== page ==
By Ed Sutherland
From Long Beach to New Orleans, cities and communities across the U.S. are looking to public Wi-Fi hotzones as the latest form of urban renewal. Will 802.11 technology become the new drawing card for reviving sagging downtowns?
New Orleans' historic French Quarter is a far cry from the modern air-conditioned glass towers, where phrases like Wi-Fi and hotspots are as common as jambalaya and jazz. The Wi-Fi Switch, a device the size of a large-screen television replacing numerous individual 802.11 access points, could breathe life back into the ailing tourist economy.
During the CTIA Wireless 2003 convention held in New Orleans Mar. 17 through Mar. 19, Vivatos $13,995 Outdoor Wi-Fi Switch beamed a Wi-Fi signal covering the citys historic French Quarter. Michael Valentino, Managing Partner of New Orleans and owner of the http://www.frenchquarter.com/ Web site, said the three-day trial sought to determine whether Wi-Fi could work in the unique, 280-year-old atmosphere.
Valentino hopes the switches would penetrate the dense construction of our area and provide a wireless signal that will allow us to provide scores of useful applications for visitors, residents and businesses.
Wi-Fi Clouds Over NYC
Phil Belanger, marketing vice president for switch-maker Vivato, says the company is already working with members of NYCWireless to provide a cloud of Wi-Fi connectivity over the 843-acre New York City's Central Park. With 58 miles of pedestrian paths, 26,000 trees and more than 20 million visitors yearly, Belanger says the park has iconic importance to the public perception of Wi-Fi. Belanger believes four outdoor switches could blanket the park. He wouldnt offer a date when Central Park would go wireless, saying roof rights and other permissions have yet to be obtained.
Belanger says people are coming out of the woodwork expressing interest in his companys Wi-Fi switching gear. Interest in the devices is coming from as far afield as the Caribbean, where island leaders are investigating the switches for providing public Wi-Fi services.
But Vivato is not alone is fielding inquiries from communities interested in exploring Wi-Fi as an option for urban development.
War Puts Wi-Fi on Hold
Lorenzo Gigliotti of Web site design firm G-Site manages the first of four planned hotzones in the city of Long Beach, CA. Gigliotti says his company has received a number of inquiries from other communities interested in creating their own public hotzones. Discussions with New York City officials also curious about the concept are in limbo with municipal budgets diverted by concern over the U.S-led war on Iraq, Gigliotti says.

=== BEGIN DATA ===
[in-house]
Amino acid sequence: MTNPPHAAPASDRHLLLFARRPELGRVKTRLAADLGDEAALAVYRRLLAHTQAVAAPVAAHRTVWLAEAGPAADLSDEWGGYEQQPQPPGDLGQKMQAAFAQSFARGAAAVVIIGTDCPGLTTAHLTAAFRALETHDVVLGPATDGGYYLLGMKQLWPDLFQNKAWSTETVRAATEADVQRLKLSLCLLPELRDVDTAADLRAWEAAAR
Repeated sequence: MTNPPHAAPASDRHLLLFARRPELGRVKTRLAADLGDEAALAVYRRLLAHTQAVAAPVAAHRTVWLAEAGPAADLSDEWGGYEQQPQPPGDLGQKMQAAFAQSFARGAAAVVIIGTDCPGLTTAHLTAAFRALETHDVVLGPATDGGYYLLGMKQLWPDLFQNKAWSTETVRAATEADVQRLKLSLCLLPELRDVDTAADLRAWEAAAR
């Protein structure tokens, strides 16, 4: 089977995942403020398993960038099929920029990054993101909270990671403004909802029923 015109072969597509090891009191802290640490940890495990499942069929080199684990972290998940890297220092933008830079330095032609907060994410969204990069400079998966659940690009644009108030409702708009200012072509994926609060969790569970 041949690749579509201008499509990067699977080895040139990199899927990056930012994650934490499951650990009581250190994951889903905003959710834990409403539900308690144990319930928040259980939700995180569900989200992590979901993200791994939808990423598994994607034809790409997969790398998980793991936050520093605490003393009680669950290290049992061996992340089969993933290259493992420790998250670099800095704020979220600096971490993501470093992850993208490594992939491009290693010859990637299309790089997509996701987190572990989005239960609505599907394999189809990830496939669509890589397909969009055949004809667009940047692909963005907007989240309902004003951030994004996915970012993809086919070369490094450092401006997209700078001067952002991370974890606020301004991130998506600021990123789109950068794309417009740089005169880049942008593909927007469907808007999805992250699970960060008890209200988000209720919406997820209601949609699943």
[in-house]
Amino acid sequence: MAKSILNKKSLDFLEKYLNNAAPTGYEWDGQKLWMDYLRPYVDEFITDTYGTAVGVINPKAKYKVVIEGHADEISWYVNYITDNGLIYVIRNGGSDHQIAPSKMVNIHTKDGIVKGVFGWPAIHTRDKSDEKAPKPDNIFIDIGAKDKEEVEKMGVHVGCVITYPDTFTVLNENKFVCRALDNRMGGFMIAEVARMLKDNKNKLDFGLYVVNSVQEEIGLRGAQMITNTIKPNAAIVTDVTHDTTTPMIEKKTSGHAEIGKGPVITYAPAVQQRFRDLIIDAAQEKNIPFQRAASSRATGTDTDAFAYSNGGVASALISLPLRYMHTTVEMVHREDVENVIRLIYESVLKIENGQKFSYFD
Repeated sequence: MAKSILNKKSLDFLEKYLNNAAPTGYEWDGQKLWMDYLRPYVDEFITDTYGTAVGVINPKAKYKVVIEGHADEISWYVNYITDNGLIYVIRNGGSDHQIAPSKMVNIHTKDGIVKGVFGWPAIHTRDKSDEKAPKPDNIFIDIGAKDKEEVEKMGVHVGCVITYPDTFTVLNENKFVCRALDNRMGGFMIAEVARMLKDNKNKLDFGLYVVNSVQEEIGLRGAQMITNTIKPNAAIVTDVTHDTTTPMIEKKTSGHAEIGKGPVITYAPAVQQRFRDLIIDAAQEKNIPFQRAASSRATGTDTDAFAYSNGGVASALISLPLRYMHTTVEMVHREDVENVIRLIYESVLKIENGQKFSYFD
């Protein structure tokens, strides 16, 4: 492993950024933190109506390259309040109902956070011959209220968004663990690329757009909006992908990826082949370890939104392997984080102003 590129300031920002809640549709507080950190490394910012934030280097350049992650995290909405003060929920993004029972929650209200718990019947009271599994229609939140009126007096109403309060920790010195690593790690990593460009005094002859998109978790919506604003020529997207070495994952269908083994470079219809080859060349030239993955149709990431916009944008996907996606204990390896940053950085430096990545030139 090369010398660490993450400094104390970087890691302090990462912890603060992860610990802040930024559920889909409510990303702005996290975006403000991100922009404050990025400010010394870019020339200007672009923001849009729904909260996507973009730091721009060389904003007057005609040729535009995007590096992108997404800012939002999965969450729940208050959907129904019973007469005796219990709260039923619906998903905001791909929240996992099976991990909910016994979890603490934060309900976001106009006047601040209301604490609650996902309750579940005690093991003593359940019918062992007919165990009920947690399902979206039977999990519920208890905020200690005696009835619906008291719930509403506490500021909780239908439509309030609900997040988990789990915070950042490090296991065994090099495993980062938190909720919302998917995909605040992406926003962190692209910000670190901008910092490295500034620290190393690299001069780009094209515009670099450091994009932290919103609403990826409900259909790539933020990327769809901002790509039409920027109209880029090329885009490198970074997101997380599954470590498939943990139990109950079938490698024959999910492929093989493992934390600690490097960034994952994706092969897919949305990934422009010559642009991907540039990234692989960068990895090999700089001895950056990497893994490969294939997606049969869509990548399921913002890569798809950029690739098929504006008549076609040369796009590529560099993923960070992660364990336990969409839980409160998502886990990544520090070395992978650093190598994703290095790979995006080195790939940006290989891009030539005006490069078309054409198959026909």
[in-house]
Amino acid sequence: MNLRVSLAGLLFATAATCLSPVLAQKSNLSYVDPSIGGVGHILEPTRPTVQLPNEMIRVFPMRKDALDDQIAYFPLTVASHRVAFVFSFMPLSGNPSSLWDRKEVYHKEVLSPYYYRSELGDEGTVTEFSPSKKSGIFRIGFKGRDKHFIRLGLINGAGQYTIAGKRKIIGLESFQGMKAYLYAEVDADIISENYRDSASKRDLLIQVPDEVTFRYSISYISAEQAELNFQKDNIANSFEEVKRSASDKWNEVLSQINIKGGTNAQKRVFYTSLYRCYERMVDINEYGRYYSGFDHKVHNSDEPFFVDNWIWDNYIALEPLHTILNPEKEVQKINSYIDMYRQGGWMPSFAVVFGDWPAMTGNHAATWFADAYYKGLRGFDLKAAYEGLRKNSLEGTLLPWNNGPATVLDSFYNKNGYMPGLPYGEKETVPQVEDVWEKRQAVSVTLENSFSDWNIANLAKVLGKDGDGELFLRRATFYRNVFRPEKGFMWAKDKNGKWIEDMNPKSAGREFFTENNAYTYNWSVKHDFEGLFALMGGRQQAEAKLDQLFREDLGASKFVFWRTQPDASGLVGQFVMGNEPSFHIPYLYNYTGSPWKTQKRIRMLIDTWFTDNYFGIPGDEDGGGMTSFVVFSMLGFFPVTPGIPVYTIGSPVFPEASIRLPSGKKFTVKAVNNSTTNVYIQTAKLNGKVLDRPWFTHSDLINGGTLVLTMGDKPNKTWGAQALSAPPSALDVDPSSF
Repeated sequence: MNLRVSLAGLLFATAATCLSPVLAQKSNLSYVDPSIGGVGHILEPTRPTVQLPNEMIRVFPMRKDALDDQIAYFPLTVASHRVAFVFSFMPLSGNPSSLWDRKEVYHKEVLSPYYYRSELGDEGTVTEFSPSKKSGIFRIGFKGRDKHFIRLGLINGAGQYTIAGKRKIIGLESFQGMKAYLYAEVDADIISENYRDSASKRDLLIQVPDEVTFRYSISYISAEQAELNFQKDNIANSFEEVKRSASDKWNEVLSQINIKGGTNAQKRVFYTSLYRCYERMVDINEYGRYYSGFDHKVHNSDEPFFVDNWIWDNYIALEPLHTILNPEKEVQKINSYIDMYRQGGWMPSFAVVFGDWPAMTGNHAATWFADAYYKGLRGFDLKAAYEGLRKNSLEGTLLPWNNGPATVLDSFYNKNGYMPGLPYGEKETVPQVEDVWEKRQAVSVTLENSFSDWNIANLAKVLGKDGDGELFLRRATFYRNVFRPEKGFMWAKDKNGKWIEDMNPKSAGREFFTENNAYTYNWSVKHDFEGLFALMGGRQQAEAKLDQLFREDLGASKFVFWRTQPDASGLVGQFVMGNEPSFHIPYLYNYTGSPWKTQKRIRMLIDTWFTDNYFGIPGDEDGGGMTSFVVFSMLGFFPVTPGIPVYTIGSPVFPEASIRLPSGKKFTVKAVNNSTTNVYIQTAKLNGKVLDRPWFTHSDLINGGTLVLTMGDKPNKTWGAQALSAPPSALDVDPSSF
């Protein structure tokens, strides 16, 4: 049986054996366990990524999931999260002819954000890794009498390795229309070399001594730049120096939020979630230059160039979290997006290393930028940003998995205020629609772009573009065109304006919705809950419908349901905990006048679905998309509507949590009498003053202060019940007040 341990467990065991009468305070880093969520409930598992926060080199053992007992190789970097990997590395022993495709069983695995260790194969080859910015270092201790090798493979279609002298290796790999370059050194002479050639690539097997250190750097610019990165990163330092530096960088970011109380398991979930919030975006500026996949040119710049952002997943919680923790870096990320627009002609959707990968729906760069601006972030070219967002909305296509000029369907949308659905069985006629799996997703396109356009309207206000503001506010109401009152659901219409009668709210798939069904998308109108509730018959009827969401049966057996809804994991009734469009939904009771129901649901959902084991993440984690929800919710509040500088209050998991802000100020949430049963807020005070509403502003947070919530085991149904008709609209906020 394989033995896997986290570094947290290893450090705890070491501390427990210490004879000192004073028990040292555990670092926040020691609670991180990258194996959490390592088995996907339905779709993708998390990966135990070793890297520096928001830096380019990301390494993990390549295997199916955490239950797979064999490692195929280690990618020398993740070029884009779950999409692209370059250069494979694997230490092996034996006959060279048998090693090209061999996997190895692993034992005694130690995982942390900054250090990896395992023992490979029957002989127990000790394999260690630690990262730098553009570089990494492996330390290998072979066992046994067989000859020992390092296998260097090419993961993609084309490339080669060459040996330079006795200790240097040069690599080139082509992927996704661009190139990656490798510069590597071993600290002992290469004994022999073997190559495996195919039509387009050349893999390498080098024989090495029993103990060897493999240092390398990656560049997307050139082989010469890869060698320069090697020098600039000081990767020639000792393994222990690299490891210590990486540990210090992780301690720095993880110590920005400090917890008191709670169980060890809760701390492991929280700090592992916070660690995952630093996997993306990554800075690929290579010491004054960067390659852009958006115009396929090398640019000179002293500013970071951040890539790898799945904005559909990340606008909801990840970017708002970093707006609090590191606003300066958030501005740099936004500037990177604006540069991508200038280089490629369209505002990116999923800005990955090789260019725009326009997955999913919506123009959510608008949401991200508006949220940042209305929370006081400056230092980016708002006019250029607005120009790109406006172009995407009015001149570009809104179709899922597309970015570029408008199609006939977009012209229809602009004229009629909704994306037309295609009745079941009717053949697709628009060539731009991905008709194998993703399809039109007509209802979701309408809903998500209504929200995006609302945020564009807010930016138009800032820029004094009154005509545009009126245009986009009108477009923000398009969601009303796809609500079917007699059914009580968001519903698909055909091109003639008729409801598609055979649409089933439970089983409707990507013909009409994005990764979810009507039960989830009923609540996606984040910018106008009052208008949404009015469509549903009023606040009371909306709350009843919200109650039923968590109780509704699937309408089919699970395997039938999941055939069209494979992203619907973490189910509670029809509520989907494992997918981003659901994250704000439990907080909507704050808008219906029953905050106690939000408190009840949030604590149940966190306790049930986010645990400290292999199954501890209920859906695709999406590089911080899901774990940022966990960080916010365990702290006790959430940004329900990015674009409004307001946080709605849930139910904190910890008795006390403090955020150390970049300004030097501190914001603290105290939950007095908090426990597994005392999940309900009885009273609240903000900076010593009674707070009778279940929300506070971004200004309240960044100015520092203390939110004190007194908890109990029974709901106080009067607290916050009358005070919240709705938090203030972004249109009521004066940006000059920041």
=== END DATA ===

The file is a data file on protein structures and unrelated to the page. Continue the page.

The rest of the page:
Although the Jan. 10 unveiling of a three-block Wi-Fi hotzone along Long Beachs Pine Avenue received much press attention, Gigliotti believes the upcoming Long Beach airport hotzone will be important both for the future direction of the project along with comparing customer needs. As Pine Avenue is Long Beachs restaurant row, users have so far concentrated their searches on dining and entertainment information. Other planned hotzones in the area include the citys marina and a local convention center.
Wi-Fis Economic Developer
The Long Beach hotzone is a partnership between private Wi-Fi vendors and local governmental agencies. Bruce Mayes, the technology guru at the Long Beach Economic Development Bureau, says his office is receiving calls from cities all over interested in duplicating the success of Long Beach.
Although Mayes says the current building period makes it difficult to quantify any results of the hotzones impact on city development, the experience has left him with only one surprise: how well it is working.
Along with G-Site, Vernier Networks is providing the hardware to manage network access and security, while local wireless ISP Color Broadband provides the Internet connection and also network management.
No Silver Bullet
But Mayes warns that a Wi-Fi hotzone is not the silver bullet for pulling a downtown out of the economic doldrums. George Heinitsch tends to agree. Heinitsch is the Chief Technical Officer for Pittsburghs 3 Rivers, a non-profit group of civic and business leaders interested in using information technology to accelerate economic, social and educational development through the use of information technology. 3 Rivers, along with area wireless firm Grok Technology created Grok Secure Connect in the citys Oakland area.
Heinitsch says 3 Rivers is a little disappointed by the hotzones low usage rate. He believes a cold winter may have reduced the number of users and is eagerly awaiting the return of warmer weather. The hotzone extends two mile and includes a college campus and many commercial venues.
How is the public responding to the new hotzone? The public loves hotspots, says Heinitsch. As long as they dont have to pay for them.